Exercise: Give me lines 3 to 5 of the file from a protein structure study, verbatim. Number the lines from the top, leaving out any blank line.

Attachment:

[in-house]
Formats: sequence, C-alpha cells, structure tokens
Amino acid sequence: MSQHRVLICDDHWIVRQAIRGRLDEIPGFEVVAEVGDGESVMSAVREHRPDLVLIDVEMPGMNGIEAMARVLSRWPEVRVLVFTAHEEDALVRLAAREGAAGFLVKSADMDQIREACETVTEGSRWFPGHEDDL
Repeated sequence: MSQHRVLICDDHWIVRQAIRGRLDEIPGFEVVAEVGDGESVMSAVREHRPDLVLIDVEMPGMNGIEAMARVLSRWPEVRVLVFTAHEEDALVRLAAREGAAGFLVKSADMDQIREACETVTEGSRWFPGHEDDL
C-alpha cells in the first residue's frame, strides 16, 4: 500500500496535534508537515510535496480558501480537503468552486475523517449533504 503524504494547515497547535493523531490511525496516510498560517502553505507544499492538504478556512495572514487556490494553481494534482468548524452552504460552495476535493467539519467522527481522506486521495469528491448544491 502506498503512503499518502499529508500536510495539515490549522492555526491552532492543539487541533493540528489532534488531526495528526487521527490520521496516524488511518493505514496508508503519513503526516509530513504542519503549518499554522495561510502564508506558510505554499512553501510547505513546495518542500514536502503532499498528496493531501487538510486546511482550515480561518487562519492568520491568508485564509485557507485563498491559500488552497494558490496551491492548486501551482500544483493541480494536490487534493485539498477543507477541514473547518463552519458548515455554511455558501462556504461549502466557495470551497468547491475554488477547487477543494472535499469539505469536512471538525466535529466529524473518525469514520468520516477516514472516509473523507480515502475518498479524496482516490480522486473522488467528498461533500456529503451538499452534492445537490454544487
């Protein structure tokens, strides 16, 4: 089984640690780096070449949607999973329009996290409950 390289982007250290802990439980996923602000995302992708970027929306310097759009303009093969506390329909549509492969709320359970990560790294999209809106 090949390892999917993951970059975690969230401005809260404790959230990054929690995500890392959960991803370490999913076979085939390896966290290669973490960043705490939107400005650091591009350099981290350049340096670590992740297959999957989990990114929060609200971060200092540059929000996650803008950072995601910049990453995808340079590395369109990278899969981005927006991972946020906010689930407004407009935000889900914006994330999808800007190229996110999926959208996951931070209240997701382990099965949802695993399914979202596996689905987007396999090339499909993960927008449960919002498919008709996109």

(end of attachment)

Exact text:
Amino acid sequence: MSQHRVLICDDHWIVRQAIRGRLDEIPGFEVVAEVGDGESVMSAVREHRPDLVLIDVEMPGMNGIEAMARVLSRWPEVRVLVFTAHEEDALVRLAAREGAAGFLVKSADMDQIREACETVTEGSRWFPGHEDDL
Repeated sequence: MSQHRVLICDDHWIVRQAIRGRLDEIPGFEVVAEVGDGESVMSAVREHRPDLVLIDVEMPGMNGIEAMARVLSRWPEVRVLVFTAHEEDALVRLAAREGAAGFLVKSADMDQIREACETVTEGSRWFPGHEDDL
C-alpha cells in the first residue's frame, strides 16, 4: 500500500496535534508537515510535496480558501480537503468552486475523517449533504 503524504494547515497547535493523531490511525496516510498560517502553505507544499492538504478556512495572514487556490494553481494534482468548524452552504460552495476535493467539519467522527481522506486521495469528491448544491 502506498503512503499518502499529508500536510495539515490549522492555526491552532492543539487541533493540528489532534488531526495528526487521527490520521496516524488511518493505514496508508503519513503526516509530513504542519503549518499554522495561510502564508506558510505554499512553501510547505513546495518542500514536502503532499498528496493531501487538510486546511482550515480561518487562519492568520491568508485564509485557507485563498491559500488552497494558490496551491492548486501551482500544483493541480494536490487534493485539498477543507477541514473547518463552519458548515455554511455558501462556504461549502466557495470551497468547491475554488477547487477543494472535499469539505469536512471538525466535529466529524473518525469514520468520516477516514472516509473523507480515502475518498479524496482516490480522486473522488467528498461533500456529503451538499452534492445537490454544487